In most cases, spinal stenosis can be treated with a combination of non-surgical treatments, such as physical therapy, pain relievers, activity modification and epidural injections.
When severe pain persists or neurological deficits appear despite conservative treatment, then surgery may be considered.
Physiotherapy is an important component of the treatment journey for spinal stenosis. The specialist may prescribe a supervised physical therapy program to help the patient increase flexibility, fitness and endurance.
Stretching exercises help release ligaments and muscles from spasm, maintain spinal alignment, and move the neck and back properly.
Aerobic exercises build muscles that give the right balance to the body, and they can be done at home and without equipment.
Losing weight with good eating habits and exercise significantly relieves pressure on the spine.
To achieve good efficacy in the treatment of spinal stenosis, it is advised to avoid activities that aggravate the symptoms of the stenosis. For example, the recommended activity modification may include:
- Lean on a crutch or cane while walking and bend slightly instead of walking upright.
- Riding a bike instead of jogging or jogging while exercising.
- Choose the appropriate and comfortable chair when sitting.
Some patients may feel comfortable by wearing a neck or back brace, and it can help prevent the spine from moving in a painful way, however it is recommended to wear the braces for a short period to avoid muscle conditioning and resulting in less spinal support and more pain.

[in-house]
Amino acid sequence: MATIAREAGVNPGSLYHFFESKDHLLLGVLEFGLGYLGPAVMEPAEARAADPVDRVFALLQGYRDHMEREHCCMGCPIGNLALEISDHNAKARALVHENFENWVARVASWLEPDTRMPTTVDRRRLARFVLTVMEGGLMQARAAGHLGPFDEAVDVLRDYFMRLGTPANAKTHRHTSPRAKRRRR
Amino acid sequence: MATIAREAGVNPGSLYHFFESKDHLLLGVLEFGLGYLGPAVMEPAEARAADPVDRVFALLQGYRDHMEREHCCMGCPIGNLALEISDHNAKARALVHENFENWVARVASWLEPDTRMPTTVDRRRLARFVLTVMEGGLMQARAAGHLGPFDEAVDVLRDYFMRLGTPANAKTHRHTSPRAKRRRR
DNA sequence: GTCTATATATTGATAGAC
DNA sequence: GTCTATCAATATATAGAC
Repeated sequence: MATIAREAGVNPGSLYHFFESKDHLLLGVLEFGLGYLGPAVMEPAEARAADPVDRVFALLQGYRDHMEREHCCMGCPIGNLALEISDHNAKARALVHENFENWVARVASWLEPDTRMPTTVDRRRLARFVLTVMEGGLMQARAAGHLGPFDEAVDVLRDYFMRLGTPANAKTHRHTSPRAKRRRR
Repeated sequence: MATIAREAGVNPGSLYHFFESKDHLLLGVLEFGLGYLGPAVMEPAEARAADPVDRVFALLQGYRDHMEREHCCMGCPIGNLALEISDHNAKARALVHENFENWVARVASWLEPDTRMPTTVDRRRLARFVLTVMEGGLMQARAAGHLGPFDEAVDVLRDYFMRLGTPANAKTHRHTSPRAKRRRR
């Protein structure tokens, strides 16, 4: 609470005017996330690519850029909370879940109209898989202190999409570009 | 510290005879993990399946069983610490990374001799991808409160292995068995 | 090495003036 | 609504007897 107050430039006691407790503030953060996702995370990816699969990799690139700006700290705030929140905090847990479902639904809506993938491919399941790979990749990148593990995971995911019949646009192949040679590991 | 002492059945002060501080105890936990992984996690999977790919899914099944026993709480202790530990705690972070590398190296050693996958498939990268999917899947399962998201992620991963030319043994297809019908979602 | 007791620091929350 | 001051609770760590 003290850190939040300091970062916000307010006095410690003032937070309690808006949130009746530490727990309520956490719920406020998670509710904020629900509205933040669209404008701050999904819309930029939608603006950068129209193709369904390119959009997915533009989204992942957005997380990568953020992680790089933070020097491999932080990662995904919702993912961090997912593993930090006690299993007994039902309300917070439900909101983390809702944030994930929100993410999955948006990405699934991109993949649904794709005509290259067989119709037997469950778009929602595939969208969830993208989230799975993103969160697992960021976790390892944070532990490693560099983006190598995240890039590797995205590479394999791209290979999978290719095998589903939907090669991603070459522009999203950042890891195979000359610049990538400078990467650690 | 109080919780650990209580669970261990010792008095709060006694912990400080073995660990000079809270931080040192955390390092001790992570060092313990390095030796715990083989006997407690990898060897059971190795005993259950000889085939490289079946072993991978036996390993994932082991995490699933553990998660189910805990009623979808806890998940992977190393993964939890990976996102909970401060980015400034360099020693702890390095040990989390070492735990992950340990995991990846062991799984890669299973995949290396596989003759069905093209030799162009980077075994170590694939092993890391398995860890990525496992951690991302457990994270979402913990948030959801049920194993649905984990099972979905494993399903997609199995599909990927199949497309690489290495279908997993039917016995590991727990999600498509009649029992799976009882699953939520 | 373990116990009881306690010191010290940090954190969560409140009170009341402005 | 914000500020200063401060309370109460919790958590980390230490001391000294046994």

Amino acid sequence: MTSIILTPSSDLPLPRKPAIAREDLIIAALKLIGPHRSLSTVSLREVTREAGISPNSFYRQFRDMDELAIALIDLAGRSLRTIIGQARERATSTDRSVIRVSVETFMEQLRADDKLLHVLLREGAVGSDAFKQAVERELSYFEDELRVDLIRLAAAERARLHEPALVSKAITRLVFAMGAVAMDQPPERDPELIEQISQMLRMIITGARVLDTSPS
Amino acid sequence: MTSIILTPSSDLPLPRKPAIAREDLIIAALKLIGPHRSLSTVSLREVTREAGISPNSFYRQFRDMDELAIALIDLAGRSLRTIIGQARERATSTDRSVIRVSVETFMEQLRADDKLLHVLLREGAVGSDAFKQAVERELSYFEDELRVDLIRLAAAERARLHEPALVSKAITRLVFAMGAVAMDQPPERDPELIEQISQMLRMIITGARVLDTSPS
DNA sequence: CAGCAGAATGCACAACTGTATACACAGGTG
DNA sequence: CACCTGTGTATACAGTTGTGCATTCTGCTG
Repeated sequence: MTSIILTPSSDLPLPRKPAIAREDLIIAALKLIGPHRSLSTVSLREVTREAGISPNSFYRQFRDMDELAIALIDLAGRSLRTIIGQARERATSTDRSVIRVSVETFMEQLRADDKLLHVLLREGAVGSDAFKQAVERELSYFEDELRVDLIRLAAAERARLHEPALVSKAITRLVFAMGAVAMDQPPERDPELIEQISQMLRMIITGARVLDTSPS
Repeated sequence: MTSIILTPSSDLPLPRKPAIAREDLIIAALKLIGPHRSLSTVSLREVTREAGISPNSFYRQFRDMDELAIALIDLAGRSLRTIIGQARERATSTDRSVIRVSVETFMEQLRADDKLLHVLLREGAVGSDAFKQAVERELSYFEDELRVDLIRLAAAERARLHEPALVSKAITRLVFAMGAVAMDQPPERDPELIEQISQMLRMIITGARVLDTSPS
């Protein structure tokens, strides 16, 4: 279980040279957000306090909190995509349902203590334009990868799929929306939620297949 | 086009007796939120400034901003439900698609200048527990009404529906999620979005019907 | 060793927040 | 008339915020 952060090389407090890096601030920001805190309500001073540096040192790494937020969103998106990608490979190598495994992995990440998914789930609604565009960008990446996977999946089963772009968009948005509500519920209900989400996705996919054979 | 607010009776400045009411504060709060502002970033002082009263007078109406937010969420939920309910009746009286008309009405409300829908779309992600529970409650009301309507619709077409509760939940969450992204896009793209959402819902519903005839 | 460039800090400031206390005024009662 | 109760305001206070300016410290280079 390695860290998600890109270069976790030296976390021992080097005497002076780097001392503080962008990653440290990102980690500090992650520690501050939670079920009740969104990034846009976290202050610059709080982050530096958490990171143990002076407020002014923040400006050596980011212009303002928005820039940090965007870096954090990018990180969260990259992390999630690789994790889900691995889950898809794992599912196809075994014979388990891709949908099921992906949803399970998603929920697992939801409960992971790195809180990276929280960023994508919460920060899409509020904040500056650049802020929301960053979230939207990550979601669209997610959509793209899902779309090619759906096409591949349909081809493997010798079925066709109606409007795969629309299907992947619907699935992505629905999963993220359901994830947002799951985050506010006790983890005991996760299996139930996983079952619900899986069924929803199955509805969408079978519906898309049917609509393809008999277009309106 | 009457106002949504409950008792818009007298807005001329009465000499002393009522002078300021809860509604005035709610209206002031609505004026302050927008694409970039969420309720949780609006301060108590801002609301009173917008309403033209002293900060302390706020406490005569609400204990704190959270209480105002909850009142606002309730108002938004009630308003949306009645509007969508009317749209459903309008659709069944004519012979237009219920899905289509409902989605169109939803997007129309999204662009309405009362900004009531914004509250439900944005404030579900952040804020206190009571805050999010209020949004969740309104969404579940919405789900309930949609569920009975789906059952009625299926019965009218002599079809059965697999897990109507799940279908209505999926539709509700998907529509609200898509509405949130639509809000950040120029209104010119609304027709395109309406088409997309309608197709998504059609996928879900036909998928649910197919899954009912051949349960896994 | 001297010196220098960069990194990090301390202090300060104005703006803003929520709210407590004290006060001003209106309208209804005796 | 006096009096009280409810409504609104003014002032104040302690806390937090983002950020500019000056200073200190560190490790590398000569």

Common medications used to relieve spinal stenosis pain include:
- Non-steroidal anti-inflammatory drugs (NSAIDs), such as ibuprofen and naproxen, relieve pain and swelling caused by compression.
- Acetaminophen: works through the central nervous system to relieve symptoms of stenosis.
- muscle relaxants;
- Opioid medicines: useful in severe attacks and taken for a short-term course to avoid the complications accompanying them.
Injection for spinal canal stenosis
The goal in treating spinal stenosis is to reduce inflammation of the nerve root or spinal cord, by using X-rays to guide the needle to inject steroids into the epidural space or nerve blockers close to the damaged nerve.
The response varies from person to person, this method may give a feeling of relief for a short or long period.
Spinal canal stenosis surgery